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The search for infinity : solving the mysteries of the Universe

Author: Gordon Fraser; Egil Lillestøl; Inge Sellevåg
Publisher: London : Philip's, 1998.
Edition/Format:   Print book : English : Rev. edView all editions and formats
Summary:

Tells the story of two very different voyages of discovery to solve the mysteries of the universe - looking out into space through the world's most powerful telescopes and looking into the heart of  Read more...

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Document Type: Book
All Authors / Contributors: Gordon Fraser; Egil Lillestøl; Inge Sellevåg
ISBN: 0540075779 9780540075775
OCLC Number: 40299804
Notes: Previous edition: London : Mitchell Beazley, 1994.
Includes index.
Description: 144 pages : illustrations (some color), portraits (some color) ; 29 cm
Contents: Exploration of matter. Worlds, big and small: powers of ten. Greek revolution: Greek philosophy and the atom. Atoms with God on their side: the beginnings of modern science. Particles or waves?: two rival-theories of light. Confusion in chemistry: periodicity of the chemical elements. Waves across the ether: the theory of electromagnetism. Dawn of particle physics. All-revealing radiation: the discovery of x-rays. Opening a new window: the Curies and radioactivity. First subatomic particle: discovery of the electron. Is light schizophrenic?: the quantum revolution. Nuclear atom: discovery of the atomic nucleus. Quantum jump: Bohr's model of the atom. Fuzzy world of uncertainty: the quantum mechanical picture. Smashing the atom: unravelling the nucleus. Hidden forces in the nucleus: protons, neutrons and binding energy. Into the world of quarks. Something in the air: cosmic rays. Mirror images of our world: antimatter and positrons. Much ado about almost nothing: the ghostly neutrino. Nuclear binding glue: the strong and week nuclear forces. The physicist's merry-go-round: the accelerator revolution. Enter the muon: a surfeit of particles. Strange family of geriatrics: particles with strangeness. First big machines: synchrotrons and the Cold War. Second ghost: discovery of the muon-neutrino. Adventures in quarkland: proposals for a new layer of matter. Hunting of the quark: probing inside the proton. Unification of forces. Einstein's last dream: the grand unified theory. Symmetry points the way: the electroweak unification. Gargamelle's ghost: the neutral current. Charm school for quarks: discovery of the charm quark. Life imprisonment: the colour force between quarks. Glimpse of creation: spotting the weak force carriers. Standard model: families of elementary particles. Particle physics today. Z factory: LEP synchrotron. Taking the lid off LEP: the large positron collider. Art of seeing the invisible: particle detectors. Grand unification: proton decay and supersymmetry. Supercooled supercolliders: the next generation of accelerators. Everything with strings attached?: superstring theories. Understanding the universe. From chaos to cosmos: relating ourselves to the universe. Through the telescope: earth is not the hub of the universe. One galaxy among many: the expanding universe. A day without a yesterday: pointing back in time. In with a bang: accepting the big bang. A very special bang: getting the initial conditions right. The biggest explosion ever: the big bang. Exploring the Universe. Star-spangled backdrop: nuclear physics helps explain the stars. From ashes to dust: old star make new matter. Stellar lighthouses: neutron stars and pulsars. Dawn of neutrino astronomy: particles from supernovae. Cosmic accelerators: the sources of cosmic rays. Ultimate collapse: enter the black hole. Black-hole power: quantum effects in the cosmos. Big new eye in the sky: Hubble space telescope. Ultra-violent sky: the Universe in a different light. Celestial mystery bursts: the gamma ray enigma. Universe today. Patterns of infinity: the largest structures of all. Blazing embers: active galaxies. Dark side of matter: the missing Universe. Machos and brown dwarfs: first signs of dark matter? Cosmology goes into space: the COBE satellite. Seeds of the Universe: ripples from the beginning of time. How old is the Universe?: measuring how space expands. The ultimate quiz game: physics and metaphysics.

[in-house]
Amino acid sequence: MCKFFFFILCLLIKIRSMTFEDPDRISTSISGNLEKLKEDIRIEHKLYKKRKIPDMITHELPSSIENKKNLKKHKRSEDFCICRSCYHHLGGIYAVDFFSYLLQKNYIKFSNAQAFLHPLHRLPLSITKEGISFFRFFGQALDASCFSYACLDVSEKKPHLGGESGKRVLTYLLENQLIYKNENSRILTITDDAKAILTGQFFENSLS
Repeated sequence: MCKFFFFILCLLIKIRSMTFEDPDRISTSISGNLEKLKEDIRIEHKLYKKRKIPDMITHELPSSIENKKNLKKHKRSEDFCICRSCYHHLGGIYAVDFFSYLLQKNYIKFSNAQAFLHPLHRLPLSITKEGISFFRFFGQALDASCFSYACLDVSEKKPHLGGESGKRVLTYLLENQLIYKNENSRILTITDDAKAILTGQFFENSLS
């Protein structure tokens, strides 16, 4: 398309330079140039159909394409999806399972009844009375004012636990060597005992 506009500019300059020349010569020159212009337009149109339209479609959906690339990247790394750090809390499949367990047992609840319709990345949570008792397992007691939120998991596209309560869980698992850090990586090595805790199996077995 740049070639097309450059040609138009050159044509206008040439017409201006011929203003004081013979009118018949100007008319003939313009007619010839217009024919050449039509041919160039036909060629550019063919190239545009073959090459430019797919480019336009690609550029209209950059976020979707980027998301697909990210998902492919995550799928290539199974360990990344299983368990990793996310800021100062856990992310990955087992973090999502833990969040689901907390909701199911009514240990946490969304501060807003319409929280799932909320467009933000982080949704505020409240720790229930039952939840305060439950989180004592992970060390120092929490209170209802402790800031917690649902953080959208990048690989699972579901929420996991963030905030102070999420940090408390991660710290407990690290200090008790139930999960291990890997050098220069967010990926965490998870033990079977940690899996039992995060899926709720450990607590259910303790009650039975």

Responsibility: Gordon Fraser, Egil Lillestøl, Inge Sellevåg ; introduction by Stephen Hawking.

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